When time was estimated by sundial, different towns often kept different times, each based on local noon. As the Earth rotates relative to the sun, a town one degree longitude west of another will experience solar noon four minutes later . The prime meridian of 0 degrees longitude is at Greenwich, UK (although the stainless steel strip marking 0° has been shown by GPS to be 102 metres east of this). On the day this post was published, solar noon in Norwich was at 12.03:34 Greenwich Mean Time while on the other side of the UK, in Aberystwyth, it was 12.25:05. When travelling across the country, stage coaches had to allow a generous leeway to accommodate different local mean times [9,10]. With the coming of trains and the complexity of making timetables something had to be done to standardise time so in 1847 the Railway Clearing House recommended that every rail company adopt Greenwich Mean Time as the standard ‘railway time’.
Until pocket watches stopped being luxury items – probably around the early C19 – the public depended on the church clock to tell time. From Guildhall Hill, at the top of the marketplace, you only had to look down St Giles Street to read the time from the ten-foot-diameter dial of St Giles Church whose single clock face was directed straight down the street. To increase visibility the hour-hand was supplemented in 1865-6 by a six and a half foot/two-metre-long minute hand .
But in the C19 – in what has been called the democratisation of time – clocks started to appear more frequently on secular buildings . Just before the restoration of St Giles, Norwich Guildhall received a clock and clock turret, presented in 1850 by the mayor, Henry Woodcock .
The clock on the tall tower of City Hall has superseded the Guildhall clock, presently stuck at noon.
Who could fail to feel a glow of civic pride on reading that, ‘The City Hall … must go down in history as the foremost English public building of between the wars‘ ? Norwich had missed the campaign of Victorian civic building seen in our northern cities and this allowed its City Hall (1938) to be built in a fresh, modern style. Architects, James & Pierce, therefore used a pared-down Scandinavian style with an interior that showed the influence of Art Deco. Consistent with this, the mace-like hour hand on the clock tower (top left) is surrounded by symbols instead of the Roman numerals that usually marked the hours on public clocks. The pattern is repeated in the Council Chamber (top right) and the Mancroft Room (bottom left). However, editorial control was not exerted over the clock above the lift (bottom right), which seems out of place in this Art Deco palace.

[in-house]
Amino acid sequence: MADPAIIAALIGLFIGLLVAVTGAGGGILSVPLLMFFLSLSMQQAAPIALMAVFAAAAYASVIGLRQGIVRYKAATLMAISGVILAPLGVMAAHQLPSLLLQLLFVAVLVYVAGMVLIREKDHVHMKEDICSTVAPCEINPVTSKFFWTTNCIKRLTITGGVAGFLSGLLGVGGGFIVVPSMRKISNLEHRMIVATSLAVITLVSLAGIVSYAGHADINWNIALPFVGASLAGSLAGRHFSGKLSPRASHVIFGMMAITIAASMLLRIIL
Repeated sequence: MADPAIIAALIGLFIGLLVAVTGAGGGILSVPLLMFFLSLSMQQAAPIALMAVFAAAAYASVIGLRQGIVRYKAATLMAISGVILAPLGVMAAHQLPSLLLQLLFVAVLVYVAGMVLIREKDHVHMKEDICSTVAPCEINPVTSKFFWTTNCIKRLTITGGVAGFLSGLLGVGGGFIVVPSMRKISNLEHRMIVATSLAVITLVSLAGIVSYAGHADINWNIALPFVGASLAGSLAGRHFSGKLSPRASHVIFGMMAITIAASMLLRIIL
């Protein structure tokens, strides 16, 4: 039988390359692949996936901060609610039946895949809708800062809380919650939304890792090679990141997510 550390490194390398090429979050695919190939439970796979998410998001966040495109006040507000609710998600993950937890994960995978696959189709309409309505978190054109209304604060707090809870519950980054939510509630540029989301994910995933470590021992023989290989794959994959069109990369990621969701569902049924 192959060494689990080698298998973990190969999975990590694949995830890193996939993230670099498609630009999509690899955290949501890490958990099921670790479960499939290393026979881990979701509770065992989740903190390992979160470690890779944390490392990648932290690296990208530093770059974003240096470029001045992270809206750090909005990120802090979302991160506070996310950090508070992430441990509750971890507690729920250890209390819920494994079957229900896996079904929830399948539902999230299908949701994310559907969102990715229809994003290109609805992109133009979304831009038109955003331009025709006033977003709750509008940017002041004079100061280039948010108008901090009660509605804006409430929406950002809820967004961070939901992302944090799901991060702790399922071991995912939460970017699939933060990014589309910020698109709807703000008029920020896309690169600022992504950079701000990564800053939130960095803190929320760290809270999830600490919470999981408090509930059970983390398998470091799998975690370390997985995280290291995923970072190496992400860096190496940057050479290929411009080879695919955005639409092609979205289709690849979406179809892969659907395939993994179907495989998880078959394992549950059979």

The City Hall and St Giles Church clocks feature in the mural on the side of the Virgin Money Lounge on Castle Street.
Throughout the C19, commercial enterprises like banks and insurance companies increasingly displayed public clocks. While advertising their sense of public duty (and their name) it also allowed them to borrow prestige and respectability from the church and civic authorities who had previously been the guardians of time.
Opposite this clock at No 8 Surrey Street is the Norwich Union (now Aviva) building designed by George Skipper in 1904-5, looking as solid and durable as any bank. Inside, is the famous Marble Hall made from stone surplus to requirements at London’s Westminster Cathedral .
A century later, large public buildings maintain the tradition of displaying clocks to the public.
The earlier Castle Mall (1993) has a clock tower, shown here on the right.
The clock on the left, in the Back of the Inns, is a relic from an ironmongery business that disappeared from the city some time ago. The company’s internet-unfriendly name appears on the other side.
©2018 Reggie Unthank
Thanks to those of you who bought the book. I’m delighted to say it is in its third print run since Christmas.
About an hour after posting this article, reader Jeremy Whigham mentioned the clock on West Acre All Saints, Norfolk, that had the letters of ‘Watch and Pray’ instead of numerals. Too good to miss.
- Houseago, J. and Houseago, A. (1996). Clockmaking in Norfolk. Part I: Up to 1900. In, Norfolk and Norwich Clocks and Clockmakers, Eds C. and Y. Bird. Pub: Phillimore.
- Pruitt, E.R. (2016). Medieval Robots: Mechanism, Magic, Nature, and Art. Pub: Phillimore. University of Pennsylvania Press.
- Pevsner, N. and Wilson, W. (2002). The Buildings of England. Norfolk 1. Pub: Yale University Press.
- Peters, Rosemary A. (2013). Stealing Things: Theft and the Author in Nineteenth-Century France. Pub: Lexington Books
Thanks. I am grateful to Sarah Cocke of www.racns.co.uk/ for supplying the Blickling image.